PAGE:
Women’s History Month: The Female Council of Health

March 7, 2016 in Book, Church History, LDS History, Midwives, Priesthood, Relief Society, Robyn, Uncategorized


Has anyone else found this treasure?  I had been eyeing this new book, The First Fifty Years of Relief Society, and recently found out that there are portions of it already online with plans for the entire book to be available online within the year (source).  The timing of the release of this book is perfect with March being Women in History month.  It is another source to glean from our heritage of Relief Society sisters.  I love learning from my sisters of the past.  It points us to our future.  Heather has blogged about the history of midwives within the LDS church , in this post, “Midwifery as a Calling.” I recommend reading it if you haven’t yet. I found this excerpt from this new book that reaches a little deeper about the beginnings of organizing health care for women in the early church,

The hardships of the westward trek and isolated frontier settlement brought health concerns, including distinctly female concerns, to the forefront. Midwives and other women began attending meetings of the Council of Health with male practitioners when the group was formed in 1849.6 Some women, however, were uncomfortable discussing medical matters in the Council of Health, which caused “a slackness of attendence of the females, which was suposed to be caused by there being present male members.” As a result, the Female Council of Health was organized by July 1851.7 Midwife Phoebe Angell, mother of Brigham Young’s wife Mary Ann Angell, was designated president of the women’s council, and she chose two midwives as counselors. The women’s council met about twice a month, initially in Angell’s home. As membership expanded, the group later held some meetings in the newly erected tabernacle on the south end of the temple block.8 On November 13, 1852, the council selected one woman each from most of the city’s nineteen wards “to look after the poor.”9 After Angell died in November 1854, her counselor Martha “Patty” Sessions became president of the Female Council of Health, though by then Sessions was also serving as president of the newly organized Relief Society of Salt Lake City’s Sixteenth Ward.10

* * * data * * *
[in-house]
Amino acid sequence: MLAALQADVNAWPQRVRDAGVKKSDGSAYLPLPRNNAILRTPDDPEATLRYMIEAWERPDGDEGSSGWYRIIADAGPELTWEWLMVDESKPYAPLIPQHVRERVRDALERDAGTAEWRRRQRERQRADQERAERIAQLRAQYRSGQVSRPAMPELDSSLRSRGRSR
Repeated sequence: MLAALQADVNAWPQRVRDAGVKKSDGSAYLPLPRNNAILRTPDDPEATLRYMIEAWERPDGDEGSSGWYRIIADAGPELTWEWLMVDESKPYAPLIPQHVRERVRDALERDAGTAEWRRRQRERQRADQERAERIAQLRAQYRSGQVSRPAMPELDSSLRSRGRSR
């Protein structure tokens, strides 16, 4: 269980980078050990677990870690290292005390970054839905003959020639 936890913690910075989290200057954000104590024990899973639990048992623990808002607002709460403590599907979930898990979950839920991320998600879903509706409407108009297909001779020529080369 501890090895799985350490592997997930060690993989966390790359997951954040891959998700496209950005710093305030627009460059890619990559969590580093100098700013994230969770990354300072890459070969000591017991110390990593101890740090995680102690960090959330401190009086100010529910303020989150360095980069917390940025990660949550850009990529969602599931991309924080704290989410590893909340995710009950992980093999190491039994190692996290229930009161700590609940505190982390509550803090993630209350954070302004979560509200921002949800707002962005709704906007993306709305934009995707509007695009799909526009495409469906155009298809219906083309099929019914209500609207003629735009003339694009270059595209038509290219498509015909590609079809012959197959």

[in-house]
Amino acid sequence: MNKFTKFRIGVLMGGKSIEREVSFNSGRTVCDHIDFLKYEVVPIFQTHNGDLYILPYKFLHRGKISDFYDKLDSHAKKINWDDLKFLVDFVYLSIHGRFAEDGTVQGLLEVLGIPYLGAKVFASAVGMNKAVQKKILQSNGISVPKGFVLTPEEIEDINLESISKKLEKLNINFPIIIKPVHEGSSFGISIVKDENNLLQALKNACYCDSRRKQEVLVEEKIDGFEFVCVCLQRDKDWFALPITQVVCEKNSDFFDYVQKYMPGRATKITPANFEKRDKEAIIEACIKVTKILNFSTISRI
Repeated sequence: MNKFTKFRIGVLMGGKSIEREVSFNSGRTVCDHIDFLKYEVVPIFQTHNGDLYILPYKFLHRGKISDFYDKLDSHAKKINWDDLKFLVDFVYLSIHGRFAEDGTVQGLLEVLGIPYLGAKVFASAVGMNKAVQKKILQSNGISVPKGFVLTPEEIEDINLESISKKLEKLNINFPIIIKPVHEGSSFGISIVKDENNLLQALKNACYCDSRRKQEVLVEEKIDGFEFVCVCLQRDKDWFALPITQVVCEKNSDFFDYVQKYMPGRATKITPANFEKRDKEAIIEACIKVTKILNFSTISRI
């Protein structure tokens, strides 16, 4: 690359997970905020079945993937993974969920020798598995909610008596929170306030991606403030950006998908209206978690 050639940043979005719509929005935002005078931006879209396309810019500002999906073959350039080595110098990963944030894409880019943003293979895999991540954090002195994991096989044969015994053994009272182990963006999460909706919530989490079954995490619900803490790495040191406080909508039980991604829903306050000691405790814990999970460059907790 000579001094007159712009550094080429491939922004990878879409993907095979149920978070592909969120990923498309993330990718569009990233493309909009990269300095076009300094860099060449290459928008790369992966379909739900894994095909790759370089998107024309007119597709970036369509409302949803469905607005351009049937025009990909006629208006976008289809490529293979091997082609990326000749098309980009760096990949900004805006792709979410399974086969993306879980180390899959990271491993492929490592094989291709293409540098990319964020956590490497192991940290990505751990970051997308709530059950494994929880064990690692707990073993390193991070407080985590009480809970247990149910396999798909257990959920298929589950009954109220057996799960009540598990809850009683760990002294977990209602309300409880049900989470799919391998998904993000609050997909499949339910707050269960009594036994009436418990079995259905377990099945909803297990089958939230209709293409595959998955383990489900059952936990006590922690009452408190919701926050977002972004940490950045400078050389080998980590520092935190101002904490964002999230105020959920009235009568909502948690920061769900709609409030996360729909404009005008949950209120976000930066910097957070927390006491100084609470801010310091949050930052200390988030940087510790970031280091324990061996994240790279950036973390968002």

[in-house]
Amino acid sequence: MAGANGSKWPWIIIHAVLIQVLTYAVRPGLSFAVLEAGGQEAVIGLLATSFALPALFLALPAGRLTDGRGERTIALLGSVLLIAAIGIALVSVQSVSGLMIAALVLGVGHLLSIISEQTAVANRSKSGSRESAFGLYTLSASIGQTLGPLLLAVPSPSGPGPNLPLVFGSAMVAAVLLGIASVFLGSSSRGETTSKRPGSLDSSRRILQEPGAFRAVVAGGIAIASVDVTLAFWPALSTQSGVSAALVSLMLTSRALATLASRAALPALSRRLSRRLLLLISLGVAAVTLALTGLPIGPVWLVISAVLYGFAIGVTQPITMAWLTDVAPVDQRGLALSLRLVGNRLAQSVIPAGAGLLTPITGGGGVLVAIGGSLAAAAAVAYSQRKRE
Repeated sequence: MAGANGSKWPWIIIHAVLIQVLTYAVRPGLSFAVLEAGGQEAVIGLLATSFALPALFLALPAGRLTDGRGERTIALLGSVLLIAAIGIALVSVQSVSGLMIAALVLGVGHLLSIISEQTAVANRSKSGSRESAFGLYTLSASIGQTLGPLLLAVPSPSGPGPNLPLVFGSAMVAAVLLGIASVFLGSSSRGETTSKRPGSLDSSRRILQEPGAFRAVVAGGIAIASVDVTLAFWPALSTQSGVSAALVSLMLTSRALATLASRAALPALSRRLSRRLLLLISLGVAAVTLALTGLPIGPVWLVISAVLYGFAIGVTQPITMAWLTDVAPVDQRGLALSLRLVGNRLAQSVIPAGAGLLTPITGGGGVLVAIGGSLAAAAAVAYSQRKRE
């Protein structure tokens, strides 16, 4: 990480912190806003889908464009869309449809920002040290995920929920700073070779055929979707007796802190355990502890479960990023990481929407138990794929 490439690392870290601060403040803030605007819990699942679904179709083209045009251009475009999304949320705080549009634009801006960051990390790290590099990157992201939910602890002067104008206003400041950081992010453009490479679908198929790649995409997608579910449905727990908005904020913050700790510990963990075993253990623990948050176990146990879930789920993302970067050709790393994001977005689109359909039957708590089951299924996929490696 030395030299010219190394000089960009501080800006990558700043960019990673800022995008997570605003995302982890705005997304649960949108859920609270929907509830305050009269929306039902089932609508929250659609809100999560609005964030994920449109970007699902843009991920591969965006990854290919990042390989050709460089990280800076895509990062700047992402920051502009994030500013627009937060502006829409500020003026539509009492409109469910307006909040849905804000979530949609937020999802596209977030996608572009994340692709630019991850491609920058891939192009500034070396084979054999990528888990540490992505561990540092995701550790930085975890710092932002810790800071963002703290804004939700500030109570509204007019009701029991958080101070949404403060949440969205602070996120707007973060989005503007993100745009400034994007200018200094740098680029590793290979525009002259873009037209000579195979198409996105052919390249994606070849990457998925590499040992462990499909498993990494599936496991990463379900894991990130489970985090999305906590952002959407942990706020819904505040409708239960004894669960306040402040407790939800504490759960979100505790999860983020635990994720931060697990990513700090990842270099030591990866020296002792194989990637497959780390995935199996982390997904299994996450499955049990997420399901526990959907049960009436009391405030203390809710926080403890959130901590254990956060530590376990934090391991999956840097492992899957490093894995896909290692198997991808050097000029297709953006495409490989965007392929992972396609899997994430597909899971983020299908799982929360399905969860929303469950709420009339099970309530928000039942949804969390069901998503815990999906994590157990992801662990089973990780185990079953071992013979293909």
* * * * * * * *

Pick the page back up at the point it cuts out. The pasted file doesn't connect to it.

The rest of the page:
This council was separate from the reorganization of the Relief Society and took place before Brigham Young asked sisters to “get a classical education and then get a degree for Medicine” in 1873 (Daughters in My Kingdom, 54). This Female Council of Health was a precursor to the trainings that Dr. Ellis Shipp established for sisters in the Salt Lake Valley in the 1880s.  Midwife Patty Sessions often refers to attending these meetings in her journal (Mormon Midwife: The 1846-1888 Diaries of Patty Sessions).  Richard L. Jensen offers insight on what these meetings were like:

They heard lectures by local physicians, “discussed faith and herbs in healing, attempted to design more healthful female fashions, spoke and sang in tongues, and enjoyed a social and spiritual interchange” (see Richard L. Jensen, “Forgotten Relief Societies, 1844-67,” Dialogue 16, no.1 [Spring 1883]:107).

Our circumstances today are not exactly the same as our sisters of the past.  This council was organized to fill a specific need of their time.  I feel that it does reflect a desire of the priesthood leaders of the early church to meet the needs of women.  They knew there were needs specific to women that needed women. They wanted women to be a part of their councils and when they became aware that the women needed their own forum to better meet each other’s needs they formed the Female Council of Health.